The locate manpage has details — including how to use wildcard characters to restrict matching. But some uses aren’t quite so obvious. If you think about the syntax of the pathnames you want, you can often use string-matching to find them. To locate any file in a directory named examples, for instance, use a search pattern that matches a directory name in a pathname:

locate /examples/

To do more sophisticated pattern-matching, you can filter locate’s output through a tool like grep. You can even dump the entire database:

locate / | grep ...

To search the contents of files or directories with a certain name, pipe the list of pathnames to xargs grep. For instance, to search all files with a name including foo for text containing bar, try this:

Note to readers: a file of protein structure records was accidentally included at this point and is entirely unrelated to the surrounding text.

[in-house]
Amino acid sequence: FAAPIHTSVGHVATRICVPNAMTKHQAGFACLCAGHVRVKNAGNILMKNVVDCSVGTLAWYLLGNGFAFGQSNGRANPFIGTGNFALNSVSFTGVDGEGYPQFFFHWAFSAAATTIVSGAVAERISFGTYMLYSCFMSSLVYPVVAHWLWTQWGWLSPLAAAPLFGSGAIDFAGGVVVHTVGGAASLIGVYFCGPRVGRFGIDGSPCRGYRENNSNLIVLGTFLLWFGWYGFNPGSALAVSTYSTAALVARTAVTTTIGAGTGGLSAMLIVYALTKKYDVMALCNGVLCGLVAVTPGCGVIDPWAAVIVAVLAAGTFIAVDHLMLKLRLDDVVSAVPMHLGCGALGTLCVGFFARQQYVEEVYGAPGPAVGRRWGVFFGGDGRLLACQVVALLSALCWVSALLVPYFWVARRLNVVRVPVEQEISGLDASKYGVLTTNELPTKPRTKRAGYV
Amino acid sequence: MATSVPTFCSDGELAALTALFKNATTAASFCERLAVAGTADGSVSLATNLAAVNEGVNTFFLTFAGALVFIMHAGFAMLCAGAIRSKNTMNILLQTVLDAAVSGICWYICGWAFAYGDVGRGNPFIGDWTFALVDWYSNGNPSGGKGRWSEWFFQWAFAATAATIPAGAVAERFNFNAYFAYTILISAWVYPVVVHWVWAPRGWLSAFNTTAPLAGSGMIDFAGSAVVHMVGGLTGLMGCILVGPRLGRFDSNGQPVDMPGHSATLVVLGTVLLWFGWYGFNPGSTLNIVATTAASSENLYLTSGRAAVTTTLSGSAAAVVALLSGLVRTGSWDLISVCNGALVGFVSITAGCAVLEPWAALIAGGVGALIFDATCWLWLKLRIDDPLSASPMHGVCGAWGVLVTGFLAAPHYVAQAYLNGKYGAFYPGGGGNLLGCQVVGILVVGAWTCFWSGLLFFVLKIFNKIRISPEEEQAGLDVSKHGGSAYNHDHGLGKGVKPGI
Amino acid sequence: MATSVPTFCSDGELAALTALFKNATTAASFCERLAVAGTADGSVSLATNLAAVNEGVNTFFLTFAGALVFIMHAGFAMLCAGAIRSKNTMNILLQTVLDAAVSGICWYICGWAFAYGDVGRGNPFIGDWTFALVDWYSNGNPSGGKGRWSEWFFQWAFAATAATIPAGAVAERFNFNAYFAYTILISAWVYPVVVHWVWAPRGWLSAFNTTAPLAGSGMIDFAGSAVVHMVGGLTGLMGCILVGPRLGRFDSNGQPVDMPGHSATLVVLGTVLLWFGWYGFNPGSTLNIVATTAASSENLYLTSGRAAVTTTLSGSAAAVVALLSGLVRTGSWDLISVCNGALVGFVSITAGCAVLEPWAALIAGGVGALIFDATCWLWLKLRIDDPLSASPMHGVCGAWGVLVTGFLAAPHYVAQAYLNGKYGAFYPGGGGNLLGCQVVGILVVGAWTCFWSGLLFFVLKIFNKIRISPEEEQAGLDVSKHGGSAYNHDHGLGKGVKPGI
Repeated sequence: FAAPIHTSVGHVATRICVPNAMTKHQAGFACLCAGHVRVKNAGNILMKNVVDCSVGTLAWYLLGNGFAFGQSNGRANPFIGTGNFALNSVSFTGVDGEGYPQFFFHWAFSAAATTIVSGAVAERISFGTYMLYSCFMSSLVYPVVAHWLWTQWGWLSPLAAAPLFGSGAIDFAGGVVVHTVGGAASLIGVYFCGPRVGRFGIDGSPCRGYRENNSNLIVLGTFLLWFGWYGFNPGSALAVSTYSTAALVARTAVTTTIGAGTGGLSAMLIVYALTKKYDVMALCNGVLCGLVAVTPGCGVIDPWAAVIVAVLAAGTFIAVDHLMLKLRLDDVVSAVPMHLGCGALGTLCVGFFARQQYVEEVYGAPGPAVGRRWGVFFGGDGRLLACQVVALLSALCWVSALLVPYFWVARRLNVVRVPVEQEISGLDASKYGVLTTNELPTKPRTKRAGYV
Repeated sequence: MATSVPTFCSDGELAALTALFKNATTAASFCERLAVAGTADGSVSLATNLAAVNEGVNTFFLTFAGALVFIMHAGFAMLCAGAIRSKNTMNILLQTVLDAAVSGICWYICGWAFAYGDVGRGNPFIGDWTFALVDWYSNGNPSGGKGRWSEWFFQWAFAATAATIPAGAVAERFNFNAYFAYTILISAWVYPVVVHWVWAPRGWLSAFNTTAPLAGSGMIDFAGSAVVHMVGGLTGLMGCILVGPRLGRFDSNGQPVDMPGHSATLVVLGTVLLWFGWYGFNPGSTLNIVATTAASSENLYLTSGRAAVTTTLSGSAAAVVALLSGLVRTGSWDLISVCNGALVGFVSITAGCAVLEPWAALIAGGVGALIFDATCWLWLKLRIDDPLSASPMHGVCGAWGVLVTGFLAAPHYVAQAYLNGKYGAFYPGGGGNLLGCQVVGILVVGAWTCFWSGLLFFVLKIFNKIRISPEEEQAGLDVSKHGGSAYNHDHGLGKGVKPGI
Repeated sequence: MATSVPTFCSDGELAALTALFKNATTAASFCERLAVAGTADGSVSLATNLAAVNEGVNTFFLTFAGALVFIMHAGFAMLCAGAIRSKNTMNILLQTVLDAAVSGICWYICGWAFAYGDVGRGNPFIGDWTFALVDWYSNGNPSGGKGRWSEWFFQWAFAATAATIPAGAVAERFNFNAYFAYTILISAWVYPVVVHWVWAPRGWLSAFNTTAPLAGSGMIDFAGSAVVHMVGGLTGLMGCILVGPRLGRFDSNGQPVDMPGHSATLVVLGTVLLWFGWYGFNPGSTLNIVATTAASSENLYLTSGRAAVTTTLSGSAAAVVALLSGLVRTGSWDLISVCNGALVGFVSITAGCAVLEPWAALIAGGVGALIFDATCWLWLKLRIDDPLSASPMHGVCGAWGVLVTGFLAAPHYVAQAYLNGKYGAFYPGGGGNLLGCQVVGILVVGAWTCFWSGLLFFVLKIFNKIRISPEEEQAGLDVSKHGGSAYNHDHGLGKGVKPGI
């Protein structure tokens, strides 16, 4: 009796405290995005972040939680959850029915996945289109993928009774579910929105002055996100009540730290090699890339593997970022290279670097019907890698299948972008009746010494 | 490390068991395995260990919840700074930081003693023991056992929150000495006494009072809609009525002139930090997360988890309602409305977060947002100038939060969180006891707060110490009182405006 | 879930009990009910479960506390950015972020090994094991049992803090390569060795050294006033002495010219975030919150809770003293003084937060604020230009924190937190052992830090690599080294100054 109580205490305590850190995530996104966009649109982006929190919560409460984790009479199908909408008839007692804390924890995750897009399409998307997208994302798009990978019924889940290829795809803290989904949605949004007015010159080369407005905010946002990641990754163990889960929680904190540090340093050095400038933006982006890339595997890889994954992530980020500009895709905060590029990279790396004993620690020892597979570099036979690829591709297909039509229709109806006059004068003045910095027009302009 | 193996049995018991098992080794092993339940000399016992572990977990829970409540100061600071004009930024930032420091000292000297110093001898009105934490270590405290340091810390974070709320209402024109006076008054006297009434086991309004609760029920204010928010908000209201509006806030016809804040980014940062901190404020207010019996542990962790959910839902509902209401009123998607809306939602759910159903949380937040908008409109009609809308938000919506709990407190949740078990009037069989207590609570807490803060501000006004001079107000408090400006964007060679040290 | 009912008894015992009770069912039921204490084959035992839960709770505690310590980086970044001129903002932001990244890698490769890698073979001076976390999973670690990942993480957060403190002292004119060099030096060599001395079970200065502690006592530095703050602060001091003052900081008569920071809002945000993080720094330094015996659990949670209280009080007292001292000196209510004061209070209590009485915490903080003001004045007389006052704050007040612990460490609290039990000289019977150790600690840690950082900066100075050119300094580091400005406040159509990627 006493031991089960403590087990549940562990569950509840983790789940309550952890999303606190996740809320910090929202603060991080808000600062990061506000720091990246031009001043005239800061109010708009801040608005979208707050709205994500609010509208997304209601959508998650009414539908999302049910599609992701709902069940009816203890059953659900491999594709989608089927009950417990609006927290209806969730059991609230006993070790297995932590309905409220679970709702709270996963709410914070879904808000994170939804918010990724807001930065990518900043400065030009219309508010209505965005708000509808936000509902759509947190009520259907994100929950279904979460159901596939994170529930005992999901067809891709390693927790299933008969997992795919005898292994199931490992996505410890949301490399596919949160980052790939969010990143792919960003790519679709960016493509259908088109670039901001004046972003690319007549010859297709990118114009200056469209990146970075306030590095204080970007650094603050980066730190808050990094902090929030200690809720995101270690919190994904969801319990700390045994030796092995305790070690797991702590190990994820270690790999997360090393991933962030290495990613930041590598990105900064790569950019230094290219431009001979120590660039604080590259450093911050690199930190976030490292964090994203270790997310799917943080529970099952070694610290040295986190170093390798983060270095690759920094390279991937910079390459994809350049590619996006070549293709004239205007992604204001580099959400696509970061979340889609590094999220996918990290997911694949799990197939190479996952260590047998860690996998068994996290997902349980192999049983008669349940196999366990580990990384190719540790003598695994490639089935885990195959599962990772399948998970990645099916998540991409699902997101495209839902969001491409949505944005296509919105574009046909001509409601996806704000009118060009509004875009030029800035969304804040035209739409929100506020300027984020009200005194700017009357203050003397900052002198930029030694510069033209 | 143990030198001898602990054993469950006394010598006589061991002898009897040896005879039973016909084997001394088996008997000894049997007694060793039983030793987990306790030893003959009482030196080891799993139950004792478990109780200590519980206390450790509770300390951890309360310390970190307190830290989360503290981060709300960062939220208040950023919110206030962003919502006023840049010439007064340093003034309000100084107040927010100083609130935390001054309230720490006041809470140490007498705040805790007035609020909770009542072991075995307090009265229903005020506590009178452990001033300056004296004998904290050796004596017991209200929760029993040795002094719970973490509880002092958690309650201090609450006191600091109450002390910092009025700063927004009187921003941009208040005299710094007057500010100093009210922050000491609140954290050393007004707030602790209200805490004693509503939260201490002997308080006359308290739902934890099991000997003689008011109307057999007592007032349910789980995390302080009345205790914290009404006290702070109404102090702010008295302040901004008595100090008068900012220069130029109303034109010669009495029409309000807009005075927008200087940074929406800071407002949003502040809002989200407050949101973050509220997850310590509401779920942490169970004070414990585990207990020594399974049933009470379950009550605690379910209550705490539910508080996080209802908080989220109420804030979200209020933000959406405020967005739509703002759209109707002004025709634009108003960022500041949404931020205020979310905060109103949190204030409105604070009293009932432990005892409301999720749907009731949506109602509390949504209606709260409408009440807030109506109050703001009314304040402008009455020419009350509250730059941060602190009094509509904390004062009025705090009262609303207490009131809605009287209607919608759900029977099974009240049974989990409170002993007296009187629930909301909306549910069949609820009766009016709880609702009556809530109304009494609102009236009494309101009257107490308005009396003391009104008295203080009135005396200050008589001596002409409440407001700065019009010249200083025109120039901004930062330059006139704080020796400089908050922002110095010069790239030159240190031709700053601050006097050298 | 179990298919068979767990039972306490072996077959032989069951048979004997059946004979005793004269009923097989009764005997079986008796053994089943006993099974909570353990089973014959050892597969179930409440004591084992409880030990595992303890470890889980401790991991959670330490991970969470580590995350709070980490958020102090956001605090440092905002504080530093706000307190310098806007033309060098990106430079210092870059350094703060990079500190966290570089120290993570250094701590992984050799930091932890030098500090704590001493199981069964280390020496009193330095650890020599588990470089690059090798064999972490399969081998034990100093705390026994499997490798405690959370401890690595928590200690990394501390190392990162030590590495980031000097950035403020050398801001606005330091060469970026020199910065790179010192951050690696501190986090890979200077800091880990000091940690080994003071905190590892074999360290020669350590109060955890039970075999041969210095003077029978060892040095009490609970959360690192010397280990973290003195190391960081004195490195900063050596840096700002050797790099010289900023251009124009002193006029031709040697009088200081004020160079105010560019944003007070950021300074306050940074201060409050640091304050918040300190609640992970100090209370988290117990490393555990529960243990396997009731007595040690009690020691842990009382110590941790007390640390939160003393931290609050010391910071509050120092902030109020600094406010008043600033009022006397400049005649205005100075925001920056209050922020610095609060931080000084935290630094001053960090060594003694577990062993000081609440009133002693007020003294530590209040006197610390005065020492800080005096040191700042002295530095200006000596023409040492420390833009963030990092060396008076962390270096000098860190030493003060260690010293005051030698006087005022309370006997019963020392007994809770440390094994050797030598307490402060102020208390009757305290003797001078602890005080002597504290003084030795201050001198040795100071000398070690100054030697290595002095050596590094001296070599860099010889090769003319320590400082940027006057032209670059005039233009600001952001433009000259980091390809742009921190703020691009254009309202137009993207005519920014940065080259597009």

$ locate -0 foo | xargs -0 grep -Hs bar | cat -v
/usr/local/bin/ascript:echo "back at the bar..."
Binary file /usr/share/emacs/21.4/lisp/mail/footnote.elc matches

We’re using the -0 (zero) option for both locate and xargs; it separates pathnames with NUL characters, which avoids problems caused by “special” characters in filenames. The grep option -H makes tells grep to always output a filename (even if xargs happens to pass only one filename to grep). And the grep option -s keeps grep silent about arguments that are directory files or unreadable files. The cat -v avoids sending “unprintable” characters to your terminal.

You may want to run updatedb multiple times to make more than one locate database: one for all users, one for system files, one for each user’s home directory (readable only by that user), and so on. In that case, you and other users may want to set the LOCATE_PATH environment variable to tell locate which databases to search:

$ grep LOCATE_PATH /etc/profile